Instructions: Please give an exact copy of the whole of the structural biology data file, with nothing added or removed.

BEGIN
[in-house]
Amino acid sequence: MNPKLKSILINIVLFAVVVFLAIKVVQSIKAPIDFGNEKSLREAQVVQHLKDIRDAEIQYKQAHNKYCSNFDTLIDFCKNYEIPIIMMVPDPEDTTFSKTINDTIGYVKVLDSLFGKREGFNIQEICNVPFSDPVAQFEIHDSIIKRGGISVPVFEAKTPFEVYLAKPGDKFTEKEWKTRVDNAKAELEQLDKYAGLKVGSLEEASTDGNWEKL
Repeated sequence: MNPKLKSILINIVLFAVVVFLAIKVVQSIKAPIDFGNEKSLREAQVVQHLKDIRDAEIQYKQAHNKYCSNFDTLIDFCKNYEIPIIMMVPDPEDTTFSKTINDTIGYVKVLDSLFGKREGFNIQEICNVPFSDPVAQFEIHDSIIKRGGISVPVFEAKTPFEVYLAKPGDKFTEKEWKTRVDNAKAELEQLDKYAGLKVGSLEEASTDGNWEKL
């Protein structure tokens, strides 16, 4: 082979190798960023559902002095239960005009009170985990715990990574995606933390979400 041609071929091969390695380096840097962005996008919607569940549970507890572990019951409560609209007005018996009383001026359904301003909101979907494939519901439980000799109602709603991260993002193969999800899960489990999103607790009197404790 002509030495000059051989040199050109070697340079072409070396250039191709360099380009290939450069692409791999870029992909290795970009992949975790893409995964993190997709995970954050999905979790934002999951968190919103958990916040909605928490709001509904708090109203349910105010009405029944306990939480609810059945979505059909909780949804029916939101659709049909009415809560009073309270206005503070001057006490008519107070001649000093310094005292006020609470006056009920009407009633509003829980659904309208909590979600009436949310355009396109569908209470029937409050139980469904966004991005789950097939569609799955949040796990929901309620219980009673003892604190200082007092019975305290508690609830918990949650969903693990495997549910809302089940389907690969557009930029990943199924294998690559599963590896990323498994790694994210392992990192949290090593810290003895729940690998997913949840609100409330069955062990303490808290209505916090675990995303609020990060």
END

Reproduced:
[in-house]
Amino acid sequence: MNPKLKSILINIVLFAVVVFLAIKVVQSIKAPIDFGNEKSLREAQVVQHLKDIRDAEIQYKQAHNKYCSNFDTLIDFCKNYEIPIIMMVPDPEDTTFSKTINDTIGYVKVLDSLFGKREGFNIQEICNVPFSDPVAQFEIHDSIIKRGGISVPVFEAKTPFEVYLAKPGDKFTEKEWKTRVDNAKAELEQLDKYAGLKVGSLEEASTDGNWEKL
Repeated sequence: MNPKLKSILINIVLFAVVVFLAIKVVQSIKAPIDFGNEKSLREAQVVQHLKDIRDAEIQYKQAHNKYCSNFDTLIDFCKNYEIPIIMMVPDPEDTTFSKTINDTIGYVKVLDSLFGKREGFNIQEICNVPFSDPVAQFEIHDSIIKRGGISVPVFEAKTPFEVYLAKPGDKFTEKEWKTRVDNAKAELEQLDKYAGLKVGSLEEASTDGNWEKL
């Protein structure tokens, strides 16, 4: 082979190798960023559902002095239960005009009170985990715990990574995606933390979400 041609071929091969390695380096840097962005996008919607569940549970507890572990019951409560609209007005018996009383001026359904301003909101979907494939519901439980000799109602709603991260993002193969999800899960489990999103607790009197404790 002509030495000059051989040199050109070697340079072409070396250039191709360099380009290939450069692409791999870029992909290795970009992949975790893409995964993190997709995970954050999905979790934002999951968190919103958990916040909605928490709001509904708090109203349910105010009405029944306990939480609810059945979505059909909780949804029916939101659709049909009415809560009073309270206005503070001057006490008519107070001649000093310094005292006020609470006056009920009407009633509003829980659904309208909590979600009436949310355009396109569908209470029937409050139980469904966004991005789950097939569609799955949040796990929901309620219980009673003892604190200082007092019975305290508690609830918990949650969903693990495997549910809302089940389907690969557009930029990943199924294998690559599963590896990323498994790694994210392992990192949290090593810290003895729940690998997913949840609100409330069955062990303490808290209505916090675990995303609020990060």